1. Whether there was an industrial dispute as defined by the Act to justify a reference by the Govt. to the Industrial Tribunal for adjudication is the question which the petitioners want to be determined at this stage. The Validity of the referenceunder Section 10(1)(C) of the Industrial Disputes Actby the Government cannot be challenged by an application for the issue of a writ of cert orari, because in making the order of reference, the Government wa's only doing a ministerial or administrative act. It has been held in more cases than onethat despite the fact that the validity of the reference itself cannot be challenged by an applicationfor the issue of a writ of certiorari to quashthe order of reference, the question whether a givendispute is an industrial dispute has yet to be decided.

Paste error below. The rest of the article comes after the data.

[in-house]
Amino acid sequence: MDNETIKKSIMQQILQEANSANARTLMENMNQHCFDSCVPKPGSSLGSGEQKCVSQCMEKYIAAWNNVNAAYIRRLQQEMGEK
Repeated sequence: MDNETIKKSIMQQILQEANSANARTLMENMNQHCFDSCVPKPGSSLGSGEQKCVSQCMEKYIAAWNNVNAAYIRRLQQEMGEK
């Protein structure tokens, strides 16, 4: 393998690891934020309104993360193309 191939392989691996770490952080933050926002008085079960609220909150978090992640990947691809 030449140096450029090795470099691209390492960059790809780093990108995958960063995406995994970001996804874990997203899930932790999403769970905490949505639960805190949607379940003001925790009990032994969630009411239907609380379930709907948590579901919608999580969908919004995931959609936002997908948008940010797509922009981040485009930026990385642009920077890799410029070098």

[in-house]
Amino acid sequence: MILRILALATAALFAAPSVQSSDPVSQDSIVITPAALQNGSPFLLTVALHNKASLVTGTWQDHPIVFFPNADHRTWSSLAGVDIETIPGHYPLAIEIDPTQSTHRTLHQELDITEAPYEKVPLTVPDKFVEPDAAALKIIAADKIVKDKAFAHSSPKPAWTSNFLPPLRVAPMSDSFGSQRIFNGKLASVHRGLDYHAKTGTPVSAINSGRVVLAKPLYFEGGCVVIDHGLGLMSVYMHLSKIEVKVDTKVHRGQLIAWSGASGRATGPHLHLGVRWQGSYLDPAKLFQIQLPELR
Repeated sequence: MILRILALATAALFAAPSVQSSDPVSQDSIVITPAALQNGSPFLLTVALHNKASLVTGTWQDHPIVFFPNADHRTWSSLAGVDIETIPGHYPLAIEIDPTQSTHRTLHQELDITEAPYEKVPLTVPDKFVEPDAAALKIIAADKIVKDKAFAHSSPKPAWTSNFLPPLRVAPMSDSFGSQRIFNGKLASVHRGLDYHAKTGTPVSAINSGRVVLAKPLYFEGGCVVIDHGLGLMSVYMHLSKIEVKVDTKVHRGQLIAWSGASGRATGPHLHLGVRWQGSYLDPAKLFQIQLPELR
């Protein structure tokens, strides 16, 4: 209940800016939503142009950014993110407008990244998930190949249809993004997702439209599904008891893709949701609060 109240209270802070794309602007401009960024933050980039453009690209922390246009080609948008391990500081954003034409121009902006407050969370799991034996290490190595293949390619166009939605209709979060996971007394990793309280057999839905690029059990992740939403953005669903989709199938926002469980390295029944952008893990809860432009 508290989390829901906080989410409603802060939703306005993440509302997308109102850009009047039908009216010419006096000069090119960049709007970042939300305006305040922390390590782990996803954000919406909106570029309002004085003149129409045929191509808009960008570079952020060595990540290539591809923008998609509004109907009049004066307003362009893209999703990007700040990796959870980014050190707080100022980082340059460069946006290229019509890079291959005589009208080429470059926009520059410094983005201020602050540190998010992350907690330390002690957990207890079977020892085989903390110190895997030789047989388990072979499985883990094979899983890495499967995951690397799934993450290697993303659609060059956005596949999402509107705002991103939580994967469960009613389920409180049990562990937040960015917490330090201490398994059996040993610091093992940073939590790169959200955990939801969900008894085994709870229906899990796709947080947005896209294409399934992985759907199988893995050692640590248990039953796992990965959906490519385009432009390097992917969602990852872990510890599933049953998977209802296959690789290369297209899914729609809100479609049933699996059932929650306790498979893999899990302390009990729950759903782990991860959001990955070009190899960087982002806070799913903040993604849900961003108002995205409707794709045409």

It is primarily for the Industrial Tribunal to decide that issue. If there is no industrial dispute at all as defined by the Act the Industrial Tribunal would obviously have no further jurisdiction to adjudicate any dispute. Possibly, it may be desir-[able for the Industrial Tribunal to deckle that issue as a preliminary issue. But at this stage neither a writ of prohibition can issue; nor a writ of mandamus can issue. As proceedings are pending, the In(sic)us-trial Tribunal, as I said, has jurisdiction to decide the question whether an industrial dispute existed.
2. The petition is dismissed.